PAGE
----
Once on the council, O’Rourke became the voice of Midtown’s critics. In late summer, she attended a meeting at which Tri-Rail officials laid out the schedule for construction of the Midtown station. O’Rourke wanted to address the “perception” that the city had sought out the Tri-Rail station to promote Midtown development.
The only such “perception,” however, had come from BocaWatch. Zucaro called the station part of a “billion-dollar gift” to Midtown landowners. The station, he claimed, was “justification” to allow housing.
In fact, as the Tri-Rail contingent explained, the agency had approached the city. Tri-Rail did so in 2009, even before Boca Raton had given Midtown that Planned Mobility Development designation.
Those questions also sounded contradictory coming from O’Rourke. She had run for office criticizing the council for creating too much traffic. Mass transit—like Tri-Rail—gets cars off roads. Now she was opposing it.
Coincidentally or not, two months after that Tri-Rail meeting city planners released draft ordinances to govern Midtown development. The staff recommended that landowners not get city approval for any residential development until the Tri-Rail station opened. Under Tri-Rail’s schedule, that would have been another five years. The maximum number of units would have been 600.
Residential was key for the landowners, Bianco explained recently, because they needed profits from that investment to drive the other investment. “Retail is dicey,” Bianco said, stating the obvious. There was “no demand for new office space” in a neighborhood with lots of it.
Crocker wanted to transform Boca Center, Bianco said in 2015, into a “foodies’ paradise.” It will happen—but in Delray Beach, with Delray City Market. The collective investment, Bianco said, would create a “24/7 environment.” At the time, Keith O’Donnell, one of this area’s most successful real estate brokers, said of Crocker, “They are the best at doing what they’re doing, so I’m very excited about it.”
On Jan. 23, 2018, the city council had one last chance to save that ambitious Midtown concept. The ordinances were on the agenda. Six months earlier, Councilman Robert Weinroth had told Bianco during a workshop meeting that he and the city were near agreement.
Not hardly. The meeting started badly and deteriorated from there. O’Rourke dismissed Bianco’s argument that Midtown needed reinvestment. Yet he kept pressing.
“Just tell us (the landowners) the rules,” Bianco said. With any individual project, the council “can say no. The public will be involved. We just need to know the rules.”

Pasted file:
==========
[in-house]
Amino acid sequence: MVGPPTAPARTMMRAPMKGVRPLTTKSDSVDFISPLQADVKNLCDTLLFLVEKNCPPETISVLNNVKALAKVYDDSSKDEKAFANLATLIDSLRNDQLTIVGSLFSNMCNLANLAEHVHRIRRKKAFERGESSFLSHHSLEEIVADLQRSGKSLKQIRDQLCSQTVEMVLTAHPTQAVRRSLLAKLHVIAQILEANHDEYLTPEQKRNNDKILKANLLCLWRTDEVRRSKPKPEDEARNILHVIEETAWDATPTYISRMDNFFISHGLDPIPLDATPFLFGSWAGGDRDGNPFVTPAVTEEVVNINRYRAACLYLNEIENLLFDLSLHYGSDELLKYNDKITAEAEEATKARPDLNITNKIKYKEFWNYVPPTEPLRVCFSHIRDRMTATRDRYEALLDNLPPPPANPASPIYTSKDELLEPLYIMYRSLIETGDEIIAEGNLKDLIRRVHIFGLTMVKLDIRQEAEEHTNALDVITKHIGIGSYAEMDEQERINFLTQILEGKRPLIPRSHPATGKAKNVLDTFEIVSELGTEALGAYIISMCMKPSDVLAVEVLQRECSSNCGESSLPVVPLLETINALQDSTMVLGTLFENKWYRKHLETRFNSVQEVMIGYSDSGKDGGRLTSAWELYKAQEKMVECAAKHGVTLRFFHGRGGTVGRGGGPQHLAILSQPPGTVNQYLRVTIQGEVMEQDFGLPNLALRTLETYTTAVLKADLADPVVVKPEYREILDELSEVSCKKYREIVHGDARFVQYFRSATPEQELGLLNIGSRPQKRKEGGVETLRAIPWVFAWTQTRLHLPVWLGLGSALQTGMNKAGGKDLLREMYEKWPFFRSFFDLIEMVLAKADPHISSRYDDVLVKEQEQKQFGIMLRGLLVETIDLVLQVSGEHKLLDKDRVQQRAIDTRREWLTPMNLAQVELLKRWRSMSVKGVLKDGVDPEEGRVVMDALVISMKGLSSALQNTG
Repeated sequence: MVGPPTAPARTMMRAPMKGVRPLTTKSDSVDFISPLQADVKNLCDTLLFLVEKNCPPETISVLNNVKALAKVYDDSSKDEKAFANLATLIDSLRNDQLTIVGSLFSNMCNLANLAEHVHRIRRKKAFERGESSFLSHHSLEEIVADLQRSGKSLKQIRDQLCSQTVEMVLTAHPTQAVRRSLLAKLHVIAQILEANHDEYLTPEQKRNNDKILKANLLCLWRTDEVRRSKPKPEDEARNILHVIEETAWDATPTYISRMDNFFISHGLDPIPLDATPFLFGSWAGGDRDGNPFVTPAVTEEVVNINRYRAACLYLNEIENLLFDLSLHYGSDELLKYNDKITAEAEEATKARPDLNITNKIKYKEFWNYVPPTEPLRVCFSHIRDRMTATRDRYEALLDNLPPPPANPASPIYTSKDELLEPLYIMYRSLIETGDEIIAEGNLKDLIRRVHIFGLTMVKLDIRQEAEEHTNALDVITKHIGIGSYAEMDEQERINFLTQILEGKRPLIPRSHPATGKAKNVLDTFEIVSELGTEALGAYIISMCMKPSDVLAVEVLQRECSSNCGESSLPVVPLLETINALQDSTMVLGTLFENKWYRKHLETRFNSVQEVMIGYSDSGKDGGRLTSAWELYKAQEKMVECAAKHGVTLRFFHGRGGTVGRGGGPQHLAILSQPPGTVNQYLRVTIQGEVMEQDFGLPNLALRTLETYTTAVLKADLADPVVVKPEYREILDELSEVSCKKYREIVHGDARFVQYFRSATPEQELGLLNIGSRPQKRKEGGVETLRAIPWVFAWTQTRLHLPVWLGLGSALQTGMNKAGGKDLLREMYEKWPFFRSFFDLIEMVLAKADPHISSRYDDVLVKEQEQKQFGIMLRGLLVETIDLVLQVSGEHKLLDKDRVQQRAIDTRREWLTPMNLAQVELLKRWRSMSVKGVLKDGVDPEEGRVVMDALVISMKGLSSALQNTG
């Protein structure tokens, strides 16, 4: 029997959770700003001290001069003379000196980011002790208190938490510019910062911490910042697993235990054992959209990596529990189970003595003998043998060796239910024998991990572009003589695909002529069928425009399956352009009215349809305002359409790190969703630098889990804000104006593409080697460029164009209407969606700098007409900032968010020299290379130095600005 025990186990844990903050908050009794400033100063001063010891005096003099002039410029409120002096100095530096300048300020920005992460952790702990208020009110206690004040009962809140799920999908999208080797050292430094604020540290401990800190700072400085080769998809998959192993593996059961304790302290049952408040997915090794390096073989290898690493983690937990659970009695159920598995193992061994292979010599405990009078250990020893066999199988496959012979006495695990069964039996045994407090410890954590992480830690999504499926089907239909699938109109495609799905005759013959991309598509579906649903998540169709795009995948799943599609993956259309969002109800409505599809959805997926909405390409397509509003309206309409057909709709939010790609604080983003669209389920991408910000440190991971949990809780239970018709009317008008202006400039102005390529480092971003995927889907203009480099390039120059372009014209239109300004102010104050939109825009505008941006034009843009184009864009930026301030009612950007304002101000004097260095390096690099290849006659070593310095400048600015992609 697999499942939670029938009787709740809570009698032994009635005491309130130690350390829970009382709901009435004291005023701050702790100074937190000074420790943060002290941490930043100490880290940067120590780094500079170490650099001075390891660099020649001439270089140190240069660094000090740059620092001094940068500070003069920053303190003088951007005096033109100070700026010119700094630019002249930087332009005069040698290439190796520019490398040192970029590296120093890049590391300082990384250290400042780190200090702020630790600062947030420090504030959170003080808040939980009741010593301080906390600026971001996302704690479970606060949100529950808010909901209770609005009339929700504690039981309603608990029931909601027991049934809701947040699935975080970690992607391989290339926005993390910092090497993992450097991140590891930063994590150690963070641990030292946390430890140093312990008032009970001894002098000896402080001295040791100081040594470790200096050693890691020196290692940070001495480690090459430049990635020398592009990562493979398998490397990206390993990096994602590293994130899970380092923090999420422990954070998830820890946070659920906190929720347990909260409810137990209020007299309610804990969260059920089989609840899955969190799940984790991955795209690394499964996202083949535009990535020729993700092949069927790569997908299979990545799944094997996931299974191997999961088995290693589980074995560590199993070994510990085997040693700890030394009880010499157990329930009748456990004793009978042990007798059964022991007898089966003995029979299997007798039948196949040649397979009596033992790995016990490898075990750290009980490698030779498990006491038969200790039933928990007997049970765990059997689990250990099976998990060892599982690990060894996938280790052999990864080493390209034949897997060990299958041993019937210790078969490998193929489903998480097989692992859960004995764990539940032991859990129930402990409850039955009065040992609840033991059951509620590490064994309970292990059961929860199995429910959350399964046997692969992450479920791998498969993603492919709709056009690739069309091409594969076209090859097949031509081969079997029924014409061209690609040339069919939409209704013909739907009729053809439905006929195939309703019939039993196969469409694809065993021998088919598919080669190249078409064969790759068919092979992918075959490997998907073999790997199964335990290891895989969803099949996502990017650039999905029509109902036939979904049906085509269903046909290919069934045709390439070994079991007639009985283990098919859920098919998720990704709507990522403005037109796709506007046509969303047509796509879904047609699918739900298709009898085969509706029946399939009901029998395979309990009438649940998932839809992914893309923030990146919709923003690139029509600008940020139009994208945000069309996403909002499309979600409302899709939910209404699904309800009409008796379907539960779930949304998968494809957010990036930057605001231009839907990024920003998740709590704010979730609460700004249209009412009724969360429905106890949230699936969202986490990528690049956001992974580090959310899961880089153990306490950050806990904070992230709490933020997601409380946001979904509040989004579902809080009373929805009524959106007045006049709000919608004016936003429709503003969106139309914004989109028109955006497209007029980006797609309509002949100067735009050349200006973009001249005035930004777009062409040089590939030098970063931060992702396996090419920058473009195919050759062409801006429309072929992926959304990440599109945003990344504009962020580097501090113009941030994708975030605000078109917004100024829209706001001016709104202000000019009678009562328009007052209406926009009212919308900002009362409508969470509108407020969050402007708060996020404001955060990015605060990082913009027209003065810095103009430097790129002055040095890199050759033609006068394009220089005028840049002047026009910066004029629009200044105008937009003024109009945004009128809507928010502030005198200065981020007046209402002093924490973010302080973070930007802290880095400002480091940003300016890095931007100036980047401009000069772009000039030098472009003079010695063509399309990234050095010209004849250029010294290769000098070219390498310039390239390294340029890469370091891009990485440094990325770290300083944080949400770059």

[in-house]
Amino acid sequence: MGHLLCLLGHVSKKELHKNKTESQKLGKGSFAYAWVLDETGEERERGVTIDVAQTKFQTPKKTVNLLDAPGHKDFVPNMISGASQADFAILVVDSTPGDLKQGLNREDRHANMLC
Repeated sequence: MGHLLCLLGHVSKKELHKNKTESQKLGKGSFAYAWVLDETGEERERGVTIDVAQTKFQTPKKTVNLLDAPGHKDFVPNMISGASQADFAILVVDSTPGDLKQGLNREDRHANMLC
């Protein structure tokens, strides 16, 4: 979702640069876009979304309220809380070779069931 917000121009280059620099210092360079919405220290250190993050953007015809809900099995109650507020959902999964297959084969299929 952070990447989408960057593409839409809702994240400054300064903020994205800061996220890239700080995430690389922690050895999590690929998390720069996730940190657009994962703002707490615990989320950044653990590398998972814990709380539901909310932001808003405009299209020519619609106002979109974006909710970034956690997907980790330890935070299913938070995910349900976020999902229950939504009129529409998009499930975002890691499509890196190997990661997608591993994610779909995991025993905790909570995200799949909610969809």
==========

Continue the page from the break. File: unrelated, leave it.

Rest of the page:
Instead, O’Rourke proposed that the council ask the staff to create that “small area plan” for Midtown. That term did not exist in planning lexicon.
“Just because it hasn’t been done,” O’Rourke said, didn’t mean that the council couldn’t do it. When Development Services Director Brandon Schaad and others expressed confusion about the term, O’Rourke advised the curious to “Google it.”
Then-Mayor Susan Haynie protested. “We don’t even know what it is,” she said of “small area plan.” Councilman Jeremy Rodgers said, “It seems like we’re making up things as we go along.”
Yet Rodgers, Weinroth and Scott Singer joined O’Rourke in voting for the “small area plan.” They had support from City Attorney Diana Frieser, who said the majority was on solid legal ground. Only Haynie voted to postpone a vote for two months and try to work out something with the landowners.
Before the “small area plan” was done, the lawsuits came. Crocker filed its first of three in April 2018. One seeks $137 million in lost profits under the Bert Harris Act. If property owners can prove that government illegally lowered the value of their land, they can seek damages.
Another lawsuit seeks to compel the city to write rules for Midtown. The third alleges that some of the city’s elected officials violated the state’s open-meetings law to promote the idea of the “small area plan.”
Cypress Realty’s Nader Salour also sued. He alleges the city had refused even to consider his site plan.
As of October, a judge had dismissed Crocker’s Bert Harris claim and ruled against Salour. Each case is on appeal. Crocker’s two other lawsuits were proceeding.
In November 2018, Bianco said, he sent a proposal to the city that would settle all of Crocker’s litigation. Almost a year later, he said, Frieser’s office hadn’t even responded.
A city spokeswoman confirmed only that the council had met in a private executive session to discuss the offer. One can reasonably assume that no consensus emerged from that meeting to offer a counterproposal.
Even if the city prevails in court, however, that momentum toward a new Midtown is gone. Trademark and Simon are going their own way on plans for their properties. Crocker is proposing only a “Restaurant Row” near one of its Midtown office buildings.
The Tri-Rail station is likely dead. Crocker’s offer of land depended on acquiring those development rights, and the agency doesn’t have money to buy land for the station.
Admittedly, Midtown came with challenges because the concept was so ambitious. The biggest were dealing with traffic on Military Trail and reshaping the area into a pedestrian-friendly neighborhood.
But Mizner Park posed its own challenges and had many critics. Today, no one can imagine Boca Raton without it. Bianco wanted to use the lessons of Mizner Park —the parking garages should not have faced Federal Highway—when planning Midtown.
Creative ideas were out there. Example: Extend Butts Road south of Town Center Road to Military Trail, which could divert traffic from the section of Military Trail that runs through Midtown.
A happy outcome, however, would have depended on the council collectively telling city administrators and Frieser to make negotiations with the landowners a priority. The council never did.
In late 2018, the city did complete that “small area plan” for Midtown. It recommends an emphasis on mobility, “complete streets” for walking and not just driving, and notes, “revitalization is needed.”
In other words, the plan calls for all the changes that the landowners recommended. Now, however, there is no private capital for that investment. All Boca Raton has for Midtown is a useless plan.
“Politics prevailed,” Bianco said, “and everybody lost.”